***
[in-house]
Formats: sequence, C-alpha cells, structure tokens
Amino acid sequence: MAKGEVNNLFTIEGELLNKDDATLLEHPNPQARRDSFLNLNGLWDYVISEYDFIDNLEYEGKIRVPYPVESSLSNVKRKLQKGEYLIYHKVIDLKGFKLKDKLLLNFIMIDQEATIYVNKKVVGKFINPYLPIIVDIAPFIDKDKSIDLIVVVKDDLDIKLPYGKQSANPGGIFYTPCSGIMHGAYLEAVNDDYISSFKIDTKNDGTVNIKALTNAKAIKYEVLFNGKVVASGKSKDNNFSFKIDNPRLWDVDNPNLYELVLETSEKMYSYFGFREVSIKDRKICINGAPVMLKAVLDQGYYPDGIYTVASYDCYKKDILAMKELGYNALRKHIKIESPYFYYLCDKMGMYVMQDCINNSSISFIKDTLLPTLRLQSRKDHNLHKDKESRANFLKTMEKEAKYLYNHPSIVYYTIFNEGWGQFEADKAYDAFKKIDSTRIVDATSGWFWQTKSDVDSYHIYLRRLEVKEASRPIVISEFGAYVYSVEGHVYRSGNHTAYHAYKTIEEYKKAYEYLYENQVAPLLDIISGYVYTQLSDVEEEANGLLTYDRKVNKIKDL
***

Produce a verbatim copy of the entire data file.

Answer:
[in-house]
Formats: sequence, C-alpha cells, structure tokens
Amino acid sequence: MAKGEVNNLFTIEGELLNKDDATLLEHPNPQARRDSFLNLNGLWDYVISEYDFIDNLEYEGKIRVPYPVESSLSNVKRKLQKGEYLIYHKVIDLKGFKLKDKLLLNFIMIDQEATIYVNKKVVGKFINPYLPIIVDIAPFIDKDKSIDLIVVVKDDLDIKLPYGKQSANPGGIFYTPCSGIMHGAYLEAVNDDYISSFKIDTKNDGTVNIKALTNAKAIKYEVLFNGKVVASGKSKDNNFSFKIDNPRLWDVDNPNLYELVLETSEKMYSYFGFREVSIKDRKICINGAPVMLKAVLDQGYYPDGIYTVASYDCYKKDILAMKELGYNALRKHIKIESPYFYYLCDKMGMYVMQDCINNSSISFIKDTLLPTLRLQSRKDHNLHKDKESRANFLKTMEKEAKYLYNHPSIVYYTIFNEGWGQFEADKAYDAFKKIDSTRIVDATSGWFWQTKSDVDSYHIYLRRLEVKEASRPIVISEFGAYVYSVEGHVYRSGNHTAYHAYKTIEEYKKAYEYLYENQVAPLLDIISGYVYTQLSDVEEEANGLLTYDRKVNKIKDL